We have entered a new stage of capitalism. The global economy is no longer what connects our economic activity. It’s now the digital economy, where geographies cease to matter – at least to capital – as everything happens in cyberspace, on platforms.
In this William Gibson-esque world, work is being digitized, and workers are being dehumanized as a result. To understand and address labor exploitation in the digitized economy, we need to grasp the ways in which it both alters our labor relations and simply exacerbates longstanding problems.
The new data colonialism
A small handful of platform companies now dominate the entire globe, transforming our collective economic life. A ‘platform company’ is a corporate entity whose business model relies on a two-sided application programming interface (API) and the internet to ‘source, schedule, manage, ship, and bill task-based, project-driven work’ as Mary Gray and Siddarth Suri have described. Work is fragmented into digitally intermediated ‘gigs’ that in many ways resemble piece-work.
Platform work enables new forms of control over workers through the extraction and commodification of individual workers’ data. Shoshanna Zuboff has detailed the frightening appropriation of our moment-by-moment lived experience and its commodification. Or as Nick Couldry and Ulises Mejias put it, ‘whereas historical colonialism appropriated land, resources, and bodies, today’s new colonialism appropriates human life through extracting value from data.’
Platform work enables new forms of control over workers through the extraction and commodification of individual workers’ data.
This ‘data colonialization’ of platform workers has profound implications for workers’ agency and rights. Companies harvest worker data as inputs for algorithms that determine how to further optimize their operations. For example, ride-hailing apps use driver and rider data to create increasingly sophisticated models and projections of human mobility and to inform the development of self-driving vehicles. On the surface we may see this as benign, and hope this research contributes to better mobility for more people. However, platform workers are generally compelled to sign exceedingly broad agreements for access to their personal data as a condition of employment. They have no meaningful way to opt out of being ‘digitized’ by the company, nor are they in any way compensated for this data labor. Worst of all, they themselves have no access to their own data nor any way to negotiate its use.
Algorithms and the loss of human empathy
What’s even more insidious is the way in which the API is disrupting the empathetic ‘brake’ that might otherwise mitigate acts of exploitation. Stanley Milgram’s famous 1960s experiment is playing out everywhere, in real time. The experiment apparently demonstrated the power of authority, but in addition, it demonstrated the relevance of a technology-enabled, ‘gamified’ interface between the torturer and the victim. Gamification, or the use of computer game-like rewards, penalties and levels, is being applied everywhere in the platform economy. Clients and managers can hide behind algorithms and avoid responsibility for actions that penalize workers and service providers.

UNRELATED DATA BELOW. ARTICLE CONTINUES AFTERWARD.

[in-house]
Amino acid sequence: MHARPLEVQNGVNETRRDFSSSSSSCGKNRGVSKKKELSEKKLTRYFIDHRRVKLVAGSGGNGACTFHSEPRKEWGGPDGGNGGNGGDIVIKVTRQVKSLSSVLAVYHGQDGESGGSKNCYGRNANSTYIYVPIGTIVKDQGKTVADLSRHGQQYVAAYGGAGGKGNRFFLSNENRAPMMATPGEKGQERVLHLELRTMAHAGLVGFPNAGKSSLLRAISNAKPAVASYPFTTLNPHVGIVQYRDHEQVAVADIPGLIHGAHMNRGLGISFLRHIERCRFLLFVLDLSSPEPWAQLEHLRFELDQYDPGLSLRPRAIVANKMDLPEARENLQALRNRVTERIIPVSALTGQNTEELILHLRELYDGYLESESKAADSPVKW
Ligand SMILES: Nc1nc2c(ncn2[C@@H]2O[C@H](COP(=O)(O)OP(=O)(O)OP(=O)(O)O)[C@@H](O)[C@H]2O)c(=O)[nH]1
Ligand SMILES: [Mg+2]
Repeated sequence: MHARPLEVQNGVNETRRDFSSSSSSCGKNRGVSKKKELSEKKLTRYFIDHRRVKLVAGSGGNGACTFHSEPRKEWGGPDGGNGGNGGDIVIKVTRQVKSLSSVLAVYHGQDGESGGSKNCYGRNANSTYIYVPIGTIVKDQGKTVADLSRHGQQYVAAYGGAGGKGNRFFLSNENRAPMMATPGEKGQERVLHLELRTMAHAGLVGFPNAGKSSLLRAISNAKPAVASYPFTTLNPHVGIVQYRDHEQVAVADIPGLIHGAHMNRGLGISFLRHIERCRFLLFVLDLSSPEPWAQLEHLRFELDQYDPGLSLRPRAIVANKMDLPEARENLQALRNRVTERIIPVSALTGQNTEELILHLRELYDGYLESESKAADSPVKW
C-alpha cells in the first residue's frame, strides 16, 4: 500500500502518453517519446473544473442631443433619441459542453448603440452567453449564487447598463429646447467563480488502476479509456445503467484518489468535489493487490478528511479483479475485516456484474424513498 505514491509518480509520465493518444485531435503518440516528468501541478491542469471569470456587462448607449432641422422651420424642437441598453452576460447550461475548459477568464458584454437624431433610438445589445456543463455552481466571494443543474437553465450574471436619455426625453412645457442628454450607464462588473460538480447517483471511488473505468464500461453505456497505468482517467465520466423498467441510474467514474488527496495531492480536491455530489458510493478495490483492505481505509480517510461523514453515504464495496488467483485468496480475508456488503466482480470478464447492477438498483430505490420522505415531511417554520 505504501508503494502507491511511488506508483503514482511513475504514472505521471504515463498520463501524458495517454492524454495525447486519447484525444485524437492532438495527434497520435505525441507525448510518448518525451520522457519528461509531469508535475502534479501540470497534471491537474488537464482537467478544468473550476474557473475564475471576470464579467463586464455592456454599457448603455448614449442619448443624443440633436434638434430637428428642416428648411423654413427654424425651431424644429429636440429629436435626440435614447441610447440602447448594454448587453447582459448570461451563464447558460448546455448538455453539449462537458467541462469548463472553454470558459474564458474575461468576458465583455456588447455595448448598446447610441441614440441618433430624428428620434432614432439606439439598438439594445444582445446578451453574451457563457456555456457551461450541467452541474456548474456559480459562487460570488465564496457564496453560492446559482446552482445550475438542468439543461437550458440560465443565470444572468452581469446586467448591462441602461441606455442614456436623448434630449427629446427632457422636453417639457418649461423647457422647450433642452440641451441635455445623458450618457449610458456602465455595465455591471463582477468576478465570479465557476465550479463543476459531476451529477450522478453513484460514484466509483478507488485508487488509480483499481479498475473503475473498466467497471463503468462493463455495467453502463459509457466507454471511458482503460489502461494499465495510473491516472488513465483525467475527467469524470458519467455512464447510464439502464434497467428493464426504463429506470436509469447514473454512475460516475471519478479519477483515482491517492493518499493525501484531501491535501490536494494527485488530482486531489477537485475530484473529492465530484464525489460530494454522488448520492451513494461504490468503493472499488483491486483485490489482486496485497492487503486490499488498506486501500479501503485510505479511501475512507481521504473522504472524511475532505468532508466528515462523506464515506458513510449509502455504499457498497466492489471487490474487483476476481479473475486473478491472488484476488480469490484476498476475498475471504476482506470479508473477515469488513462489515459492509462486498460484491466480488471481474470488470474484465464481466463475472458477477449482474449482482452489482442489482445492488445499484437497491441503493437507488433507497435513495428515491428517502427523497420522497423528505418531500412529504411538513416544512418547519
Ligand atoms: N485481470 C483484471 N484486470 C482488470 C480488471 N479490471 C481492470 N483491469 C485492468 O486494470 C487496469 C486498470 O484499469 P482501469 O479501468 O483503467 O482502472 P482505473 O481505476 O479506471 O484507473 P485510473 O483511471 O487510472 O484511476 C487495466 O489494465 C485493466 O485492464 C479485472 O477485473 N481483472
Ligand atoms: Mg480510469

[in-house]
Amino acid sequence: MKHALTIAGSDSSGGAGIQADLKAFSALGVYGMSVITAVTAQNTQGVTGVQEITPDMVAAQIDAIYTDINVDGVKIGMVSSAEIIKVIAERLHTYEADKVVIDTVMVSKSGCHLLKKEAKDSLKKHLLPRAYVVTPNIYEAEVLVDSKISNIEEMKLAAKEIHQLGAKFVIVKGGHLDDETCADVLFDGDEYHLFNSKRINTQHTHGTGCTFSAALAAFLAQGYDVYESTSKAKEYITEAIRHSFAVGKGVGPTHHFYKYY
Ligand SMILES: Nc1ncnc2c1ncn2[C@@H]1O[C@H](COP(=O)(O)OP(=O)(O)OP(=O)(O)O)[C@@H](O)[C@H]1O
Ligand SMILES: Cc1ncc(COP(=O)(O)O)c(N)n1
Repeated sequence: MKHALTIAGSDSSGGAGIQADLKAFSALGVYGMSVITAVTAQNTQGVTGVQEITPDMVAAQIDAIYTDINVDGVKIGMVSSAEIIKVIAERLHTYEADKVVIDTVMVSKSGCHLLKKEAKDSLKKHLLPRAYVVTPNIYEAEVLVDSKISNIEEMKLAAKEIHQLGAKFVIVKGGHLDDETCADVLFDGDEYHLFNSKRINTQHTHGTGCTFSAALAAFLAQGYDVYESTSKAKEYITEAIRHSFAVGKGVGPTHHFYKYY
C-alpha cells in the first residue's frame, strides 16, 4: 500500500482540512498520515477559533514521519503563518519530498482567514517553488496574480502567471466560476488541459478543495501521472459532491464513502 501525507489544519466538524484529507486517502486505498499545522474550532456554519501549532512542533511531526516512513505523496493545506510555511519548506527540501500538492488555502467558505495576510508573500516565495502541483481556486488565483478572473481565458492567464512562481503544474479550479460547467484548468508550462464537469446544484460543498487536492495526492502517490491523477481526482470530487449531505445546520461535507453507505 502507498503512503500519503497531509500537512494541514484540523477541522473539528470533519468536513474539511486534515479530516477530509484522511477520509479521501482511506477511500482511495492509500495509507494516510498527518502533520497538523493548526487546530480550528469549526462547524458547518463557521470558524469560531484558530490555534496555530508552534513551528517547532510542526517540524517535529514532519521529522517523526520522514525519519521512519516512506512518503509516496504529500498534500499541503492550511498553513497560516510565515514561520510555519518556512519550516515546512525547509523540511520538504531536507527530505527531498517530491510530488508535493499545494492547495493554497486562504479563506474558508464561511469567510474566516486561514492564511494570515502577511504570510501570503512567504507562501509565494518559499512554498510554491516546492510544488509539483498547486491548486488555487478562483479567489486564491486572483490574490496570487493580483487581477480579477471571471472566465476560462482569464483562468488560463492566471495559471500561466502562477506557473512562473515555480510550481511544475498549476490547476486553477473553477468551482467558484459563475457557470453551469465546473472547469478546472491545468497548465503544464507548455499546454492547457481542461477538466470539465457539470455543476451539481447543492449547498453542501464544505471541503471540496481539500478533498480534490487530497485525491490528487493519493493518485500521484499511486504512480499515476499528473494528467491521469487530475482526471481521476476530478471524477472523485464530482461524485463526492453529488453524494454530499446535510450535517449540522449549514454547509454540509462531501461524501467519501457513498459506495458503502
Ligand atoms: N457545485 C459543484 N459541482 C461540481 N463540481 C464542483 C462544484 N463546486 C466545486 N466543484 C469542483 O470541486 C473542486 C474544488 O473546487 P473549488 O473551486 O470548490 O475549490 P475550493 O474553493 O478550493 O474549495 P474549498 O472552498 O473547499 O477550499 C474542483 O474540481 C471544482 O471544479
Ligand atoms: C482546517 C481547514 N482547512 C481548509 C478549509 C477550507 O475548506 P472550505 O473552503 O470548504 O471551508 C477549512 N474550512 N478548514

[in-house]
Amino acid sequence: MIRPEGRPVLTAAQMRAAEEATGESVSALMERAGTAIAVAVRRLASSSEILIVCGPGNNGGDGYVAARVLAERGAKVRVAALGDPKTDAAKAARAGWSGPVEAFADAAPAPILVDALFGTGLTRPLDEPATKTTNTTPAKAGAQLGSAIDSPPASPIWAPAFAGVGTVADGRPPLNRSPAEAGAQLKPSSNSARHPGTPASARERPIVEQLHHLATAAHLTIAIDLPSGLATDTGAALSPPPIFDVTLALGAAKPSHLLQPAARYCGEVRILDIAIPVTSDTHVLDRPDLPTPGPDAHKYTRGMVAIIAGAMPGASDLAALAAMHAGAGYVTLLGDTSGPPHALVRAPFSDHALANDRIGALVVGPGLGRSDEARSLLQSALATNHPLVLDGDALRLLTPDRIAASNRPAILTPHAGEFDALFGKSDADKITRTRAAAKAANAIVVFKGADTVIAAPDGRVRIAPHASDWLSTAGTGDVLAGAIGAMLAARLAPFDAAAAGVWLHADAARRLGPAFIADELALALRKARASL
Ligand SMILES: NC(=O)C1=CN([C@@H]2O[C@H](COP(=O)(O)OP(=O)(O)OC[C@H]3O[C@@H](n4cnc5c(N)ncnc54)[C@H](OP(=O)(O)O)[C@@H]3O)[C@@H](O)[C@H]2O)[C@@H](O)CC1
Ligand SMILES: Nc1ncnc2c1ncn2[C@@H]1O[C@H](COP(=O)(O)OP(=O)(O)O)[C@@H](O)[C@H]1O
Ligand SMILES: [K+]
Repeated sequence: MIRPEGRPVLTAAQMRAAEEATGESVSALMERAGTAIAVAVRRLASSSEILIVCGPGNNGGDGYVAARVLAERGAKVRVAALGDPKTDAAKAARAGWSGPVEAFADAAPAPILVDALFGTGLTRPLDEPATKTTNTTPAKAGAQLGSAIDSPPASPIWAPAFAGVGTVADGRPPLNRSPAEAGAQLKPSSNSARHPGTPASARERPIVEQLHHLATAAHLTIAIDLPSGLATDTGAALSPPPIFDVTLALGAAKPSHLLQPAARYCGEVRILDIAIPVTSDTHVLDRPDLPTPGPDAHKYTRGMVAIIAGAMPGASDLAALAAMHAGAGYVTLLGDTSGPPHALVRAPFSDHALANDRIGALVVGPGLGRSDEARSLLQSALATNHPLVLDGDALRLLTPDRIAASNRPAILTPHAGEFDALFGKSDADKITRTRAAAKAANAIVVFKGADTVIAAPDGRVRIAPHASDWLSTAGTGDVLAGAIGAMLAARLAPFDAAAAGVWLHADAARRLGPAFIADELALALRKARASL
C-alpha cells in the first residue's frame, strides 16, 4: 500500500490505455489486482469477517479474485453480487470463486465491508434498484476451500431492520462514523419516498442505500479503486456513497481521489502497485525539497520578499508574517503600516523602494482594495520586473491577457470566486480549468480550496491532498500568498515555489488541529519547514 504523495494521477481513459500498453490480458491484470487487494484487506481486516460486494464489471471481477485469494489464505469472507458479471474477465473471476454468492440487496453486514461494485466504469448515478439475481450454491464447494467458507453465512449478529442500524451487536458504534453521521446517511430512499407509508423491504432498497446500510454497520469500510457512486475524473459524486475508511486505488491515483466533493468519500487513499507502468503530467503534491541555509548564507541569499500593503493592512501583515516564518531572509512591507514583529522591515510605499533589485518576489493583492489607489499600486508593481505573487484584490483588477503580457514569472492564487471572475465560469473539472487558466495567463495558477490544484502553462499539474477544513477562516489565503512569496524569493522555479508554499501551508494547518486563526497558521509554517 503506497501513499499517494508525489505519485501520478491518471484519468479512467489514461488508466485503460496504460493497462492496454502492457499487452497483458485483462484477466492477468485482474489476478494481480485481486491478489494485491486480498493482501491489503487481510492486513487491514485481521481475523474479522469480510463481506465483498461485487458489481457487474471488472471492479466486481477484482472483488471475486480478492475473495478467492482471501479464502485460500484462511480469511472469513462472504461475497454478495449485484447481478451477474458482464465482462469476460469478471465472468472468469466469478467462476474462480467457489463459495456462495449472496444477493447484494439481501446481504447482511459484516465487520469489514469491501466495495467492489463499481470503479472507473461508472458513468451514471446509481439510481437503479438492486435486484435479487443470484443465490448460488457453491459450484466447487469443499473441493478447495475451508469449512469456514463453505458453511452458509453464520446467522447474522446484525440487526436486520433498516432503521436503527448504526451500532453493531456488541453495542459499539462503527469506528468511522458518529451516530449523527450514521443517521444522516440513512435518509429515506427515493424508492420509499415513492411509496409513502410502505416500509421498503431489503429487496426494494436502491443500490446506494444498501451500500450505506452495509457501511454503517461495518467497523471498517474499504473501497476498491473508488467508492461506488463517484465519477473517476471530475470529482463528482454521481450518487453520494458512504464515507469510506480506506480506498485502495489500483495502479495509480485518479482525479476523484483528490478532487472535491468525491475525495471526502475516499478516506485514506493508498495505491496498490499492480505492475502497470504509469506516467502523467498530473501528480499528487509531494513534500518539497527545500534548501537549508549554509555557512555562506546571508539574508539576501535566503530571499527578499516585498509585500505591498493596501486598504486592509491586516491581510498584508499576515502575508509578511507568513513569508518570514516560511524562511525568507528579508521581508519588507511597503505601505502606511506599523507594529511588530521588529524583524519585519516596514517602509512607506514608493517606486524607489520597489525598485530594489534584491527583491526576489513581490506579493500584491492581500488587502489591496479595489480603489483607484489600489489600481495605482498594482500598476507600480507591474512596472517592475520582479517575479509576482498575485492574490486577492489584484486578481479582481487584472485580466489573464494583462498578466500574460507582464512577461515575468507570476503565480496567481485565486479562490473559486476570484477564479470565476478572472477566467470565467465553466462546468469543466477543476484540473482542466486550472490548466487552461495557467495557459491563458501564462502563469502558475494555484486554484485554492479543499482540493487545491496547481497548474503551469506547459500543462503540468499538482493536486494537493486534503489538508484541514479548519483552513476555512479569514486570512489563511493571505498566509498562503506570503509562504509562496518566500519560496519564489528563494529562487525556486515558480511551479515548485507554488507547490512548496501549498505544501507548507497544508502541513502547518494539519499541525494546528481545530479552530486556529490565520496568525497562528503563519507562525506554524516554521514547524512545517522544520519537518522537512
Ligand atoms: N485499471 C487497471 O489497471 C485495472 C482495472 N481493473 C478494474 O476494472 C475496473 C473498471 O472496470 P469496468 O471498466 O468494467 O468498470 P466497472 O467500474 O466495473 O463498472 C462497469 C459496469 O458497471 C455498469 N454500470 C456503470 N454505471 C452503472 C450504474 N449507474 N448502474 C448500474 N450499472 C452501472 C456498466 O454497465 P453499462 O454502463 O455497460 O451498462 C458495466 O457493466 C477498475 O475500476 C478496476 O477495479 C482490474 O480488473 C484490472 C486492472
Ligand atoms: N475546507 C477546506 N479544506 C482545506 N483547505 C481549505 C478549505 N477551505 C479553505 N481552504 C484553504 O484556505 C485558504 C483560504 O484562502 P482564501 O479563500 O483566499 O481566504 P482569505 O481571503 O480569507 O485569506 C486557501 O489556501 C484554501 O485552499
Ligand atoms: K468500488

Gamification has become a central characteristic of the platform economy.
(Photo credit: Steve Jurvetson)
Algorithms that distribute work are based on codes that necessarily rely on binary choices. These do not allow for consideration or understanding of human exigencies, such as the need to care for a sick family member or an unforeseen road blockage. Platforms may not have humans available to respond to workers who cannot meet the exact terms of a gig for some reason, and may therefore impose harsh penalties on the worker for non-performance. Gray and Suri refer to this as ‘inadvertent algorithmic cruelty’, since algorithms not only distance but can remove the possibility of empathy between service provider and client. Yet behind the algorithmic decision there are human actors making choices in their business interests. In the platform economy, they remain forever anonymous and unreachable to workers.
Workers play rating roulette
Rating systems are commonly used by platforms of all kinds and represent another example of how platforms use clients to remove empathy. A simple one-to-five star rating system is a common way for clients or users of a platform to rate anything from a product they have purchased online to a service such as an Uber ride or AirBnB stay. The system is ostensibly couched as ‘crowdsourcing’, enabling the product or service to continuously improve as a result of customer feedback. In reality, it is often used as a control mechanism, instilling gig workers with fear of ‘deactivation’ from the platform that may coerce them into accepting unsafe or exploitative conditions of work. Deactivation describes the suspension of an account used by a worker to access gigs; it is effectively an electronic blacklist. This invisible and impersonal form of control is critical to consider as we identify violations of labor rights, and particularly forced labor definitions, as it may represent a form of force or coercion where the agent of coercion is an algorithm. This raises serious challenges regarding accountability.